The recent liquidation of Iranian major general Qassem Soleimani caused turmoil in the world and a renewed focus of attention on Iran and its role in the region. At the same time it overshadows the Iranian (and Iraqi) ongoing popular protests. What do recent geopolitical developments mean for the uprisings? In Update Iran, we explore Iran’s past to better interpret today’s events.
Although not always covered by Western media, Iranian history is characterised by several waves of protests. At this moment protesters demand more liberties, economic progress and the departure of Ayatollah Khamenei. After the Iranian government admitted taking down a passenger plane by accident last week, popular anger intensified. How has it come to this point?
About the speakers
Mansoureh Shojaee is a researcher, lecturer and Iranian women’s activist. Shojaee set up the “Women’s Cultural Center”, which deals with opinion-forming, analysis and documentation of women’s issues in Iran. And together with human rights activist Shirin Ebadi she established the Iranian Women Museum in Iran. She has also set up One Million Signatures Campaign, an attempt to collect a million signatures for equal rights for women. She currently works at the faculty of Sociology at the VU University Amsterdam.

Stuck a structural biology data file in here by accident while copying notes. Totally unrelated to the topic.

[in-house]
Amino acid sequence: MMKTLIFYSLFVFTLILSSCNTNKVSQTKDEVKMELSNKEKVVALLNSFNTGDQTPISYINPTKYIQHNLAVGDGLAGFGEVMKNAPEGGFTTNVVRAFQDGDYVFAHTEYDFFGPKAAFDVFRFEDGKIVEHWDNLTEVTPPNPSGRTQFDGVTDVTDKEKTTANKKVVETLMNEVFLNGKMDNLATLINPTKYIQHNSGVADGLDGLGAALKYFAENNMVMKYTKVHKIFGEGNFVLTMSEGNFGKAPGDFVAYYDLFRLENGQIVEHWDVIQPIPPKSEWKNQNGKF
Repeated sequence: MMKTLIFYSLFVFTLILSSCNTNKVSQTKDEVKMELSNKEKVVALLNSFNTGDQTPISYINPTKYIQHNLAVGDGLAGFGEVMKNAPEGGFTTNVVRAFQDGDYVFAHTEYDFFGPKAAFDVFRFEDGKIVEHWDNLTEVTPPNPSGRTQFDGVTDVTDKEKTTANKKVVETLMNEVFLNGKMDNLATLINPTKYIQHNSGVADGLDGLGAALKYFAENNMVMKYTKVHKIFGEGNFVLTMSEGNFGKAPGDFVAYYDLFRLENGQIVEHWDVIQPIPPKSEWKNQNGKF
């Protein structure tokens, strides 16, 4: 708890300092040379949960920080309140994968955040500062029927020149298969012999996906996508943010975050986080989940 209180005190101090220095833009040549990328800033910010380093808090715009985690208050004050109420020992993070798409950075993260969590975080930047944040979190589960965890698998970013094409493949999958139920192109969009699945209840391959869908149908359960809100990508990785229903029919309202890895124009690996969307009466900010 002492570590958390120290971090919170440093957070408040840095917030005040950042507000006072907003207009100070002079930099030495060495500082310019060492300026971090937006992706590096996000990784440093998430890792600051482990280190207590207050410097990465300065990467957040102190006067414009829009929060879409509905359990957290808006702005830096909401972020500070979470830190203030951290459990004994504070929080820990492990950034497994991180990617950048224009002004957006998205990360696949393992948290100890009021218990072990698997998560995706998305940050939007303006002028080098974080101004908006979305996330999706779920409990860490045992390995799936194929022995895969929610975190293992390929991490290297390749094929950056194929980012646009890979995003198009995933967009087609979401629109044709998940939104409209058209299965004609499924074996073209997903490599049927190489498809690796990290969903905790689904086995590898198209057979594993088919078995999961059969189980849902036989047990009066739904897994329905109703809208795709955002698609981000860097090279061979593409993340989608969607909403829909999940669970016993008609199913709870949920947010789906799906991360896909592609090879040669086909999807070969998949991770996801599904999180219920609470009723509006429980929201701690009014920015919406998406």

Shervin Nekuee is a sociologist, publicist and program editor. He studied at the University of Utrecht and lives in The Hague. He wrote The Persian Paradox: Stories from the Islamic Republic of Iran (2006). At the age of nineteen, he fled Iran, refusing to participate in the war against Iraq. He is interested in the cultural and social aspects of the multicultural society and political developments in the Middle East.
Paul Aarts is lecturer in International Relations at the University of Amsterdam. He is specialized in the Middle East and North Africa, in particular Iran and Saudi Arabia. Aarts has written some popular science books about the latter two countries. He takes an active part in the public debate, regularly gives interviews on radio and TV.
Damon Golriz is lecturer at The Hague University of Applied Sciences and a Research Fellow within the research group on International Peace, Justice and Security. He frequently lectures on Iranian affairs. In addition to his work at the university, he regularly contributes to Dutch radio, newspapers and debate evenings.
Ehsan Fardjadniya is a visual and performance artist. His work is about re-defining the role of art as a catalyst of change. He had to flee Iran in 2000 because of his art and activist activities.